There was no significant difference between the incidence of 36.15 for boys and 35.69 for girls during this 16-year period with a P value of 0.752. The corresponding Z score was −0.316. The incidence per year for the age-group 0–14 years from 1998 to 2002 has remained >40/100,000 (Table 1). The linear regression model fits well for the data of the incidence of boys and girls on years with P < 0.01. The value of the correlation coefficient between the total incidence and years is 0.7. The estimated rate at which the incidence is increasing per year in this population over the period 1987–2002 using the linear additive regression model is 1.25. The incidence for the 0- to 4-year age-group was 24.95, 5- to 9-year age-group was 37.01, and 10- to 14-year age-group was 43.62 per 100,000 (1987–2002) (Fig. 1).

This current study represents an analysis on the population from the Avalon Peninsula of Newfoundland, confirming the high and increasing incidence over the 16-year study period. The incidence has an increasing trend in all age-groups for both boys and girls (Table 2).

Worldwide, there is a wide variation in the incidence among various populations. In addition, there is a general increase in the incidence of type 1 diabetes in many European (10) and Middle-Eastern countries (4), which is confirmed in our population.

The current Newfoundland population is composed mainly of descendants from approximately 20,000 English and Irish immigrants who settled there in the mid-1700s (11). The cod fishery spurred the settlement of Newfoundland, which occurred particularly in the late 18th and early 19th centuries. Immigrants came from primarily two main areas, Southwest England and Southeast Ireland. By the mid-1830s, the major migrations had concluded, and the population of Newfoundland was approximately 75,000. After this, natural increase became the mechanism for population growth. Other factors, including geographic isolation, lack of roads, segregation by religion, and limited immigration kept related families together. In 1982, 50% of the population lived in communities <2,500 and 41% in communities of <1,000. The Newfoundland population can be considered to have relatively homogeneous origins as a result of how the population was settled and expanded (12). Founder effects have been identified in several other diseases in this population (13,14), and it is hypothesized that this may also be the case for type 1 diabetes, perhaps accounting for the high incidence in the Avalon Peninsula.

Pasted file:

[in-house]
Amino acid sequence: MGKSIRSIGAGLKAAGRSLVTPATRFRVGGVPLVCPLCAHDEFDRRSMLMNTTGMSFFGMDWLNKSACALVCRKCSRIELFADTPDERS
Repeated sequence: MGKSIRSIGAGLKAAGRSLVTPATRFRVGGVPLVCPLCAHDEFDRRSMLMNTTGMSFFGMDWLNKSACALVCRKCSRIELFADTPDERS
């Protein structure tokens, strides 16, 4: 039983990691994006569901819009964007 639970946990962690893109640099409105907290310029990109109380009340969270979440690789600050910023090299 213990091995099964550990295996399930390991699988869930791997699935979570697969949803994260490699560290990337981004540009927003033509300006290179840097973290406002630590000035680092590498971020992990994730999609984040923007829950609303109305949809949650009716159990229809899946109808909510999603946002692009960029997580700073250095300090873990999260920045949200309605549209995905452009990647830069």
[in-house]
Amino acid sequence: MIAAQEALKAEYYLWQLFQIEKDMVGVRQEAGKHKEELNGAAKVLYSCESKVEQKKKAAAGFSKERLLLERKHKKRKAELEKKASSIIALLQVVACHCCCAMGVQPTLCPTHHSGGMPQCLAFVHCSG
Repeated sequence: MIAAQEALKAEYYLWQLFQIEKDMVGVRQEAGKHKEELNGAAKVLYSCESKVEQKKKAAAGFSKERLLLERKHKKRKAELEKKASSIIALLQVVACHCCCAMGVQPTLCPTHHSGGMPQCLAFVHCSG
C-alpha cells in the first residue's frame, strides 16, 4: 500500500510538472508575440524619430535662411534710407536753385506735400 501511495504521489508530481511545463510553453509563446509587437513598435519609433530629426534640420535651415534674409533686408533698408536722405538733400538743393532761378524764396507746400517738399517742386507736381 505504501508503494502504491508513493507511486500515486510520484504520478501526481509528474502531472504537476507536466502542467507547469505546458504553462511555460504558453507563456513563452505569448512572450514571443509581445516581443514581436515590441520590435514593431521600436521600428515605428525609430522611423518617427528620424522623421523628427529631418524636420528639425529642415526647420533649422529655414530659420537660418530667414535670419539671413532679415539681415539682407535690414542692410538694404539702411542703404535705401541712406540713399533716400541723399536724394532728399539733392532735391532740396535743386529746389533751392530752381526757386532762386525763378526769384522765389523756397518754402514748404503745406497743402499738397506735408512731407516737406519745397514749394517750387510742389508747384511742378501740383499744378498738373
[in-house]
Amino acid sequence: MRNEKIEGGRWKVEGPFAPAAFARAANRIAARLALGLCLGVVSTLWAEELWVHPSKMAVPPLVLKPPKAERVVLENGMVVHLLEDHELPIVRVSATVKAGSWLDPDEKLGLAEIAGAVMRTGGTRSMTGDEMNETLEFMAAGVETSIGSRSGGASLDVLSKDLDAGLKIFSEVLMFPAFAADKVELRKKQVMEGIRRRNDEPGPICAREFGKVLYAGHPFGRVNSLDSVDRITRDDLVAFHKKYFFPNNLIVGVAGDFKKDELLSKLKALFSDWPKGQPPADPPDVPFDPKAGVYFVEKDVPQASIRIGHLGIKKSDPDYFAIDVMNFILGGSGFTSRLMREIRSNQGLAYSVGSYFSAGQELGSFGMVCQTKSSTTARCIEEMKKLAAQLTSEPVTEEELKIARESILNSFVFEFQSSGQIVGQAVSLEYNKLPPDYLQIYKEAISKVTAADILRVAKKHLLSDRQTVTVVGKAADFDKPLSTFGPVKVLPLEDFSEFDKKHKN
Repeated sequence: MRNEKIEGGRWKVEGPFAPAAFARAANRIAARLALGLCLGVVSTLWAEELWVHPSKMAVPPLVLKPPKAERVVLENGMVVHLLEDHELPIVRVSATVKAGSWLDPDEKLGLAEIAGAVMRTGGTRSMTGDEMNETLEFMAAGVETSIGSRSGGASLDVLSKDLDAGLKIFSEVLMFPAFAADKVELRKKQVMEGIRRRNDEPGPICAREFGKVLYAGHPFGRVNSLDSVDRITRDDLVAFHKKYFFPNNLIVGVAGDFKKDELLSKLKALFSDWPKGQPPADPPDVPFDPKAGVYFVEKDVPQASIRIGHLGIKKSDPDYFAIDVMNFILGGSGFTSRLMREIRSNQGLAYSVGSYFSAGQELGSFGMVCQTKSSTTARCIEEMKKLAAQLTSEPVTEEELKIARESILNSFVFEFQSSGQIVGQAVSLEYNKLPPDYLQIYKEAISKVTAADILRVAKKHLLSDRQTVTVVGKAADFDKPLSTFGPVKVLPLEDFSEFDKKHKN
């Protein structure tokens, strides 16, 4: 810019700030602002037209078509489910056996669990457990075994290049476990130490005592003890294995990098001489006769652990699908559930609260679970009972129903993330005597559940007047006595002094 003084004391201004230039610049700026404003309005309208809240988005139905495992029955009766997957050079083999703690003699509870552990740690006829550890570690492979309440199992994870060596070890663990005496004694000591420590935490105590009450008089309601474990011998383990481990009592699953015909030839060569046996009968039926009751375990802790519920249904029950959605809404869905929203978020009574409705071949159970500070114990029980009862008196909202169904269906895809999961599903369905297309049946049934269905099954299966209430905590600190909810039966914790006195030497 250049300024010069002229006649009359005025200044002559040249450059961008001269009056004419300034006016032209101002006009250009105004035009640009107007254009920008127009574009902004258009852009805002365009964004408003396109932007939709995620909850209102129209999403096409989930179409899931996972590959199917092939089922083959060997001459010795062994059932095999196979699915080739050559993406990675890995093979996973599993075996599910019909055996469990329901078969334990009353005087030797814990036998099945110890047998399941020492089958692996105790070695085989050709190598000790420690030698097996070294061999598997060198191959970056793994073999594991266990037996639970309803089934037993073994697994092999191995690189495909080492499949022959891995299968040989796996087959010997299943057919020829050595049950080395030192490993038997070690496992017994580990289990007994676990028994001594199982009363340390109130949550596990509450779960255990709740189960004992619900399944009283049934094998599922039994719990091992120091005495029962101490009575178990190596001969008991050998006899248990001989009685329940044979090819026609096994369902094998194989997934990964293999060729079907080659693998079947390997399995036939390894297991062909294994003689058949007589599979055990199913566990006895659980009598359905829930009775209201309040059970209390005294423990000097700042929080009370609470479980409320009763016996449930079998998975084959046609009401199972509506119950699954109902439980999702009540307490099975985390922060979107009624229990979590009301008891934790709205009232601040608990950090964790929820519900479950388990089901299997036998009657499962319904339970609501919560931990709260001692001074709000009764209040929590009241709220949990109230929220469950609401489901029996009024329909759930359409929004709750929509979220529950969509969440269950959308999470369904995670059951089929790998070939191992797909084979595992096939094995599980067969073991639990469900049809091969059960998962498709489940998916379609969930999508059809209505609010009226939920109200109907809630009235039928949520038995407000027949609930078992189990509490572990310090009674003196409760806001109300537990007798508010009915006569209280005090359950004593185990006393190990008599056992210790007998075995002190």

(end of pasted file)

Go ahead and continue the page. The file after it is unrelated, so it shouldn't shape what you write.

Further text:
The incidence of type 1 diabetes in children aged <15 years on the Avalon Peninsula has been higher than in most areas of the world over the study duration. The incidence of type 1 diabetes has increased, especially over the last 5-year period. Environmental factors are suspected; however, these remain elusive. Although the etiology of type 1 diabetes is unknown, it is proposed that environmental factors may be at play in genetically susceptible individuals, triggering an immune response that leads to the destruction of the pancreatic β-cell. Environmental factors hypothesized in the etiology of type 1 diabetes have included viruses, toxins, stressful life events, and dietary factors (1520).

The early infant diet may be important. Breast-feeding for >3 months may be protective against type 1 diabetes (21). Breast-feeding has protective effects that reduce enteric infections early in life. Early introduction of cow’s milk protein into an infants diet may possibly be harmful (18). Newfoundland has low rates of breast-feeding as compared with the rest of Canada; however, the rate of breast-feeding initiation has increased gradually over the same study period from 39 (1992) to 55.5% (2001) (22).

In conclusion, the Avalon Peninsula in Newfoundland appears to have the highest incidence of childhood type 1 diabetes in North America, with recent incidence approaching those of Finland and Sardinia. The high incidence is likely due to a combination of genetic and environmental factors. We are currently collecting incidence data from all diabetes centers across the province in a prospective manner. Continued research to determine the reasons for such a high incidence is warranted, and further study into this unique population may contribute to a better understanding of the etiology and pathogenesis of type 1 diabetes.

This research was supported by grants from the Janeway Children’s Hospital Foundation, General Hospital Foundation, Banting Research Foundation, and the Juvenile Diabetes Research Foundation. A.D.P. is a recipient of Canadian Research Chair in Genetics of Complex Diseases (Tier II).

We thank Mary Pelley and Debbie Pantin for secretarial support and Dr. V. Gadag for statistical expertise.